One of the only good things about the otherwise traumatizing and destructive 2017 is that it has been a particularly bad year for alleged sexual predators, especially for those in positions of power, who brazenly continued their disgusting practices for years with no fears of repercussions or retaliations — like disgraced Hollywood producer Harvey Weinstein or recently fired NBC host Matt Lauer.
Where Weinstein’s scandal highlighted the prevalence of sexual abuse in the entertainment industry, it also gave birth to the powerful #MeToo movement, emboldening people to share their harrowing experiences of sexual assaults and harassment, exposing media personalities, politicians and others.
The controversies surrounding these alleged abusers proved two things: Women face sexual harassment in every profession and these alleged abusers have the support of others like them who create a culture of silence and acceptance.
Case in point: Shortly after NBC fired Lauer over complaints of “inappropriate sexual behavior” against him, Fox News commentator Geraldo Rivera took to Twitter to defend him, claiming women who accuse their male colleagues or bosses of sexual harassment “may be criminalizing courtship.”
Sad about @MLauer great guy, highly skilled & empathetic w guests & a real gentleman to my family & me. News is a flirty business & it seems like current epidemic of #SexHarassmentAllegations may be criminalizing courtship & conflating it w predation. What about #GarrisonKeillor?— Geraldo Rivera (@GeraldoRivera) November 29, 2017
A jerk's a jerk in dating. #SexHarassment should be confined to situations where superior imposes himself on subordinate who feels unable to complain because of power of perp or feared consequences to victim's employment. Shouldn't be used to get even w bad bosses or hated ex's— Geraldo Rivera (@GeraldoRivera) November 29, 2017
#SexHarassment allegations should require: 1-made in a timely fashion-say w/n 5 yrs. 2-some contemporaneous corroboration, like witnesses, electronic or written communications. W $ settlements in multi-millions slight chance exists some victims are motivated by more than justice— Geraldo Rivera (@GeraldoRivera) November 29, 2017
This issue is so red hot right now there is no room for any thought or opinion but hang em high. If News wasn’t (formerly) a flirty biz then how do we explain so many newsroom courtships that have led to happy marriages?— Geraldo Rivera (@GeraldoRivera) November 29, 2017
Following the backlash, he later posted a seemingly forced apology.
Reaction to my tweets today on #sexharassment makes clear— Geraldo Rivera (@GeraldoRivera) November 30, 2017
I didn't sufficiently explain that this is a horrendous problem
long hidden-Harassers are deviants who deserve what is coming
to them-Often victims are too frightened to come
forward in a timely fashion-I humbly apologize
However, his tweets made one thing explicitly clear: Most men think it is OK to harass women sexually because they associate it with misguided notions of romance.
For instance, when CBS and other networks suspended Charlie Rose, one of the most prominent American interviewers, after eight women claimed he sexually harassed them, he apologized, saying, “I always felt that I was pursuing shared feelings, even though I now realize I was mistaken.”
Weinstein inadvertently explained the problem to some extent when he said, “I came of age in the ’60s and ’70s, when all the rules about behavior and workplaces were different. That was the culture then.”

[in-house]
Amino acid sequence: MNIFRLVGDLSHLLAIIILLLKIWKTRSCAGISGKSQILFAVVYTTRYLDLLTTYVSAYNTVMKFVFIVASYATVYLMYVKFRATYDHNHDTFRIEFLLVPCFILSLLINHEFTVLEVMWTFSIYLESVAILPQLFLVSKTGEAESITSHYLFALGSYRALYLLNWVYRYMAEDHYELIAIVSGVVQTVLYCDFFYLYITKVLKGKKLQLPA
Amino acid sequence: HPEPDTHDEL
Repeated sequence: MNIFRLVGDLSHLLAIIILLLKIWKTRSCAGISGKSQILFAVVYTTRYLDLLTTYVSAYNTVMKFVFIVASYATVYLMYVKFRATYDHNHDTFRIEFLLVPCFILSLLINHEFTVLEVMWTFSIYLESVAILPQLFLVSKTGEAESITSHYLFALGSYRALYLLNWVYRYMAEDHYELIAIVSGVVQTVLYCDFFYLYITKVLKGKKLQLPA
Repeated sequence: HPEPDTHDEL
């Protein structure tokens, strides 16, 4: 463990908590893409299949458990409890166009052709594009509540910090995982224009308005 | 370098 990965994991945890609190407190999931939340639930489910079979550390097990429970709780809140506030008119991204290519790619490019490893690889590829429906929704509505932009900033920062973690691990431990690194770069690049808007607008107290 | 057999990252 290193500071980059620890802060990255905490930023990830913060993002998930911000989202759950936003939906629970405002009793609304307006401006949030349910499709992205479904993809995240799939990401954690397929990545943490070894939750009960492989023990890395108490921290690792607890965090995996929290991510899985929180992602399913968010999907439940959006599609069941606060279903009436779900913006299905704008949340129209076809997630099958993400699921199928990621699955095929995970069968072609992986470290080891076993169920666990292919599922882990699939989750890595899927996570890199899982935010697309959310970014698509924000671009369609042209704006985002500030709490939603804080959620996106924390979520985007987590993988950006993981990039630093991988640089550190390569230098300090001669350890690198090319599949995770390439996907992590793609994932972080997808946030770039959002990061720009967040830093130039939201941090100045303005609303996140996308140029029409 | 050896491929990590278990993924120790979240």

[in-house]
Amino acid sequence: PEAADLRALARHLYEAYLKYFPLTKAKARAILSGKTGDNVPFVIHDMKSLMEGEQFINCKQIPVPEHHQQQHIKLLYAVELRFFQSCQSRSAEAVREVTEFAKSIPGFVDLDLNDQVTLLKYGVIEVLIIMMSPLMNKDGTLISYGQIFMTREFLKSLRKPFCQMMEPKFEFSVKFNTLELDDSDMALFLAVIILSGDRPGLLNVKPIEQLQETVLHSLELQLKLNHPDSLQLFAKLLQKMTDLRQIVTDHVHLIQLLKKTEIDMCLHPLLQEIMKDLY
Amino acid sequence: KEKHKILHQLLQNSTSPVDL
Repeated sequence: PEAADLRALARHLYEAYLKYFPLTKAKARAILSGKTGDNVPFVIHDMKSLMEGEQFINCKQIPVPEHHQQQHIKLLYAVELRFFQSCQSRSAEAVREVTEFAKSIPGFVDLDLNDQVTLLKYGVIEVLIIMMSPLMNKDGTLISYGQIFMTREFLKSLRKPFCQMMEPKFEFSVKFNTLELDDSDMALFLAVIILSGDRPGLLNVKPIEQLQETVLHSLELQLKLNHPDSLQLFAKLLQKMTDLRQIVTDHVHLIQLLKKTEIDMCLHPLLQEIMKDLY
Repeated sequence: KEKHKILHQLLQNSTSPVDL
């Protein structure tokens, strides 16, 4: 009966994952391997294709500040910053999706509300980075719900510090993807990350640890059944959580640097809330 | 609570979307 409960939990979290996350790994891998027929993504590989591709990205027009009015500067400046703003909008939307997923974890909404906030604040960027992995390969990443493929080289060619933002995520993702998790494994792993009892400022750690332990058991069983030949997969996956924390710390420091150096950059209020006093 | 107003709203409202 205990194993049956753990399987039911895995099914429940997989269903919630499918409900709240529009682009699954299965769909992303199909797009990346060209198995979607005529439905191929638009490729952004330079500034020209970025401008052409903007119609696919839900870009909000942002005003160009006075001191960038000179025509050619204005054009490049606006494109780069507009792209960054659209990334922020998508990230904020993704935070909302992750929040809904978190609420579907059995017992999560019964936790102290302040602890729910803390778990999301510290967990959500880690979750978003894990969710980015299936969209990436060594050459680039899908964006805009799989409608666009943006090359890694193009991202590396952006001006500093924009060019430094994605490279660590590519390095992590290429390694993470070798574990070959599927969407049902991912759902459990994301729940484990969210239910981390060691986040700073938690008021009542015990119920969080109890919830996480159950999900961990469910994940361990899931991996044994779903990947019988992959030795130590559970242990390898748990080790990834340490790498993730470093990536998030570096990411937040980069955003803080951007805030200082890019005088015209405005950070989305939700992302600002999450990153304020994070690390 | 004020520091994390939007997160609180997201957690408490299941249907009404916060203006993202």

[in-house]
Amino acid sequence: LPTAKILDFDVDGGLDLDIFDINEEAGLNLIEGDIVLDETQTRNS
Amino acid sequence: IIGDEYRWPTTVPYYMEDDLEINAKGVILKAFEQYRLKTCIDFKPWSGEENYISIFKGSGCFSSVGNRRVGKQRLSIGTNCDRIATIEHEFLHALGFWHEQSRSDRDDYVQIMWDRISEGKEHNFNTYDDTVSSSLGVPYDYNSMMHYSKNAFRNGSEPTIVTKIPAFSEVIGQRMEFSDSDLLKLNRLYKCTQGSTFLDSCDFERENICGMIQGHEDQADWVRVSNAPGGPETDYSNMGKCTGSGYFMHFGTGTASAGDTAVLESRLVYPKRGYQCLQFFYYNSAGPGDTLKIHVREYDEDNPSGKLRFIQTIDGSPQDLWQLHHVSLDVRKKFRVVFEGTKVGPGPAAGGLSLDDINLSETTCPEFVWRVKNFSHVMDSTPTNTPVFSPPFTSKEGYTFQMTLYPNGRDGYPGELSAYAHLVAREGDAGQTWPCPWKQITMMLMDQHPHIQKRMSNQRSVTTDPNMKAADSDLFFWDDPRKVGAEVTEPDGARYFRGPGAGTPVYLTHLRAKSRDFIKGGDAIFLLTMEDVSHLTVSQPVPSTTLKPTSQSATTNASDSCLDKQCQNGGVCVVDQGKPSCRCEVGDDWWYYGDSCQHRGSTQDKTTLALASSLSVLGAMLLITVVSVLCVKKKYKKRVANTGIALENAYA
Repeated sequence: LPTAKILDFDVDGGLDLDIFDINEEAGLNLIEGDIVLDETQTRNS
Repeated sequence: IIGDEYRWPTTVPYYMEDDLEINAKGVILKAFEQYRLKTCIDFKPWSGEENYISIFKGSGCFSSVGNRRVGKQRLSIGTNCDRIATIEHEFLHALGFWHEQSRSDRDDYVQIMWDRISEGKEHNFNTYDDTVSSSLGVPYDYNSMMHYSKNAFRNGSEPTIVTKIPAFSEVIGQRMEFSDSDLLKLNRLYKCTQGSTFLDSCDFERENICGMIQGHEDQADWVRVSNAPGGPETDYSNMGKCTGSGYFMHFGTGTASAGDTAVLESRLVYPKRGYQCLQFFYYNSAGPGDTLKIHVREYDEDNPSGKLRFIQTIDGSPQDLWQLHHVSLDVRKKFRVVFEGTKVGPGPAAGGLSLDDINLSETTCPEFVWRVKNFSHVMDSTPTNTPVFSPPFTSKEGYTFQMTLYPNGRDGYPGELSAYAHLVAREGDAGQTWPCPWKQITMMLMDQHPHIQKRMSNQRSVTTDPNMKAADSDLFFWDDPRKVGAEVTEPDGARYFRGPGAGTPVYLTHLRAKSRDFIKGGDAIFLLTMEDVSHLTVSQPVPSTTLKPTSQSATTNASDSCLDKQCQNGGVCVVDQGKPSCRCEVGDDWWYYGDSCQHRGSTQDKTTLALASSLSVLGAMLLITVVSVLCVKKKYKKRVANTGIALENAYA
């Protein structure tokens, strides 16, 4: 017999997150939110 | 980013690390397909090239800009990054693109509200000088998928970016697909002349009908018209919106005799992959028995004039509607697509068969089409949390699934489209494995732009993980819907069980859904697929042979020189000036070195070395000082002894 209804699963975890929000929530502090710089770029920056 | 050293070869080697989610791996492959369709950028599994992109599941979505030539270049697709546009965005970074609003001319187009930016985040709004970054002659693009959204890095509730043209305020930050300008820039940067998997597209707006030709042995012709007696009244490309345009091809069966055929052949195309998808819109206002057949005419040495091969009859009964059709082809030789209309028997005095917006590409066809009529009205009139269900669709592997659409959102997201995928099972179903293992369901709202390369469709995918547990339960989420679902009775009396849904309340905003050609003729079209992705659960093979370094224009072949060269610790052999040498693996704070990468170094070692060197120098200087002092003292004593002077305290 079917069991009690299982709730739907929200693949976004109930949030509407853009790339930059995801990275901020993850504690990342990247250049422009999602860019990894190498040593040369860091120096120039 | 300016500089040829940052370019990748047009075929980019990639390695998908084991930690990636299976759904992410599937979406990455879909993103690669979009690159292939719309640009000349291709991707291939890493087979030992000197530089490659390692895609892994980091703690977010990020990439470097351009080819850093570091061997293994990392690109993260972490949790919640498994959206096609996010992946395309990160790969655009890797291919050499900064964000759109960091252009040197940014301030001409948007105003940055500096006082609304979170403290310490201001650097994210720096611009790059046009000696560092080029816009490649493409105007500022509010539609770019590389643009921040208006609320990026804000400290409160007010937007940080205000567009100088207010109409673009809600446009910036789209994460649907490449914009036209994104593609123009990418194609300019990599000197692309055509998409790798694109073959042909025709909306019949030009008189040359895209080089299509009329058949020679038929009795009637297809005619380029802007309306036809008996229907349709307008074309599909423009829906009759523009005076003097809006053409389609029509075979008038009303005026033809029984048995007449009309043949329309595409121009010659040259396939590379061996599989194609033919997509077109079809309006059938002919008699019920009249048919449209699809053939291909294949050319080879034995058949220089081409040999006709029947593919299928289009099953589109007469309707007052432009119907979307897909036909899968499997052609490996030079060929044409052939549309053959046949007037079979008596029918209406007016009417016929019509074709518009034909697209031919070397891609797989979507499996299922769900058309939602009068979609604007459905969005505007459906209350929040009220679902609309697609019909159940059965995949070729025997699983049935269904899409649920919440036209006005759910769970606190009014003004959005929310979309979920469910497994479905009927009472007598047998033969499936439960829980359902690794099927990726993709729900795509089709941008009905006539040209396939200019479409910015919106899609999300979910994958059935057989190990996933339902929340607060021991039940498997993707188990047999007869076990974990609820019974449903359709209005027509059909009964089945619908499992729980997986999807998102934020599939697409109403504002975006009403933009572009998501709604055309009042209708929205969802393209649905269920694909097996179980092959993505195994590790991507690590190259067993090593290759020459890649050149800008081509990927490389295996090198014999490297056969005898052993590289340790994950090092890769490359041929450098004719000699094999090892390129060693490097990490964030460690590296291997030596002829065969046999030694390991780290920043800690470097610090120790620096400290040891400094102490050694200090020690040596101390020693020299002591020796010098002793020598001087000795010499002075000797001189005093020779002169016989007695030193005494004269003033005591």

Former President George H.W. Bush has also recently been accused of groping women during photo-ops and telling them a bizarre “David Cop-a-feel” joke afterwards.
Here is how his office responded to the allegations:
“To try to put people at ease, the president routinely tells the same joke — and on occasion, he has patted women's rears in what he intended to be a good-natured manner. Some have seen it as innocent; others clearly view it as inappropriate.”
Well, to begin with, patting anyone anywhere without proper consent is inappropriate. Secondly, it is this normalization of sexual harassment that has led most men to believe there is nothing wrong with touching or chasing after their female coworkers — even if they do not show any interest.
Shortly after female celebrities began accusing Weinstein of sexual assault and abuse, his old pal and another alleged pedophile and rapist, Woody Allen, chimed in with a sexist response, wondering if victims are turning the whole thing into a “witch hunt.”
“You also don’t want it to lead to a witch hunt atmosphere, a Salem atmosphere, where every guy in an office who winks at a woman is suddenly having to call a lawyer to defend himself,” Allen said. “That’s not right either.”
If it was not clear enough already, there is a huge difference between pursuing an office romance and making unwanted advances towards your female employees or colleagues, because no woman asks to be assaulted or touched in a manner that makes her feel uncomfortable.
In addition to that, the problem of sexual harassment has deep roots in sexism, an outdated notion that men are dominant over women. An example: America elected Donald Trump, a self-confessed groper with a long history of sexual abuse allegations, as president instead of Hillary Clinton, a woman with decades of political experience.
While putting rapists and sexual abusers behind bars is necessary, one of the most effective ways to tackle the problem is to teach men, boys and even some women of what constitutes as harassment and how men are not entitled to treat women the way they please.
While a number of men have raised their voices for women and publicly supported the victims of sexual violence in recent days, we still have a long way to go.
Thumbnail/Banner Credits: Reuters, Lucy Nicholson